Setting the line height on a Spark RichText control in Flex 4

The following example shows how you can set the line height on a Spark RichText control in Flex 4 by setting the lineHeight style.

The following example(s) require Flash Player 10 and the Adobe Flex 4 SDK. To download the Adobe Flash Builder 4 trial, see www.adobe.com/products/flex/. To download the latest nightly build of the Flex 4 SDK, see opensource.adobe.com/wiki/display/flexsdk/Download+Flex+4.

For more information on getting started with Flex 4 and Flash Builder 4, see the official Adobe Flex Team blog.

<?xml version="1.0" encoding="utf-8"?>
<!-- http://blog.flexexamples.com/2010/03/18/setting-the-line-height-on-a-spark-richtext-control-in-flex-4/ -->
<s:Application name="Spark_RichText_lineHeight_test"
        xmlns:fx="http://ns.adobe.com/mxml/2009"
        xmlns:s="library://ns.adobe.com/flex/spark"
        xmlns:mx="library://ns.adobe.com/flex/mx">
    <s:controlBarContent>
        <mx:Form>
            <mx:FormItem label="lineHeight:">
                <s:HSlider id="sl" minimum="10" maximum="24" value="14" />
            </mx:FormItem>
        </mx:Form>
    </s:controlBarContent>
 
    <s:RichText id="richTxt"
            lineHeight="{sl.value}"
            textAlign="justify"
            left="20" right="20"
            top="20">
        <s:text><fx:String source="lorem.txt" /></s:text>
    </s:RichText>
 
</s:Application>

You can also set the lineHeight style in an external .CSS file or <Style> block, as seen in the following example:

<?xml version="1.0" encoding="utf-8"?>
<!-- http://blog.flexexamples.com/2010/03/18/setting-the-line-height-on-a-spark-richtext-control-in-flex-4/ -->
<s:Application name="Spark_RichText_lineHeight_test"
        xmlns:fx="http://ns.adobe.com/mxml/2009"
        xmlns:s="library://ns.adobe.com/flex/spark"
        xmlns:mx="library://ns.adobe.com/flex/mx">
 
    <fx:Style>
        @namespace s "library://ns.adobe.com/flex/spark";
        @namespace mx "library://ns.adobe.com/flex/mx";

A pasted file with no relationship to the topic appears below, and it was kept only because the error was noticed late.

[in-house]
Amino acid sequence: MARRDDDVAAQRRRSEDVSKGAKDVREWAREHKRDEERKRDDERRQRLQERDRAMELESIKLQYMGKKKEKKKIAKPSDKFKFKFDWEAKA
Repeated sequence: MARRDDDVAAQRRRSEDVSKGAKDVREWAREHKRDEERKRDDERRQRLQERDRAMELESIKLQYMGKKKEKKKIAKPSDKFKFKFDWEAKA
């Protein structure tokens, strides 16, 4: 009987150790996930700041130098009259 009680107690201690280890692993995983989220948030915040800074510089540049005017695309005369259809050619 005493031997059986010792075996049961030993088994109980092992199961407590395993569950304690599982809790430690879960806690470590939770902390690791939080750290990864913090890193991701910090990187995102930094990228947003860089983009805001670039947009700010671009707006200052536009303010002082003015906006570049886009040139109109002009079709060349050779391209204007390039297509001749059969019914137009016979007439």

s|RichText {
            lineHeight: 24;
        }
    </fx:Style>
 
    <s:RichText id="richTxt"
            textAlign="justify"
            left="20" right="20"
            top="20">
        <s:text><fx:String source="lorem.txt" /></s:text>
    </s:RichText>
 
</s:Application>

Or you can set the lineHeight style using ActionScript, as seen in the following example:

<?xml version="1.0" encoding="utf-8"?>
<!-- http://blog.flexexamples.com/2010/03/18/setting-the-line-height-on-a-spark-richtext-control-in-flex-4/ -->
<s:Application name="Spark_RichText_lineHeight_test"
        xmlns:fx="http://ns.adobe.com/mxml/2009"
        xmlns:s="library://ns.adobe.com/flex/spark"
        xmlns:mx="library://ns.adobe.com/flex/mx">
    <s:controlBarContent>
        <mx:Form>
            <mx:FormItem label="lineHeight:">
                <s:HSlider id="sl"
                        minimum="10" maximum="24"
                        value="14"
                        change="sl_changeHandler(event);" />
            </mx:FormItem>
        </mx:Form>
    </s:controlBarContent>
 
    <fx:Script>
        <![CDATA[
            protected function sl_changeHandler(evt:Event):void {
                richTxt.setStyle("lineHeight", sl.value);
            }
        ]]>
    </fx:Script>
 
    <s:RichText id="richTxt"
            textAlign="justify"
            left="20" right="20"
            top="20">
        <s:text><fx:String source="lorem.txt" /></s:text>
    </s:RichText>
 
</s:Application>

You can also set the lineHeight style to a percentage value, as seen in the following snippets.
MXML:

<s:RichText id="richTxt"
        lineHeight="200%">
    <s:text><fx:String source="lorem.txt" /></s:text>
</s:RichText>

CSS:

<fx:Style>
    @namespace s "library://ns.adobe.com/flex/spark";
 
    s|RichText {
        lineHeight: "200%";
    }
</fx:Style>

ActionScript:

<fx:Script>
    <![CDATA[
        protected function hslider1_changeHandler(evt:Event):void {
            richTxt.setStyle("lineHeight", "200%");
        }
    ]]>
</fx:Script>

This entry is based on a beta version of the Flex 4 SDK and therefore is very likely to change as development of the Flex SDK continues. The API can (and will) change causing examples to possibly not compile in newer versions of the Flex 4 SDK.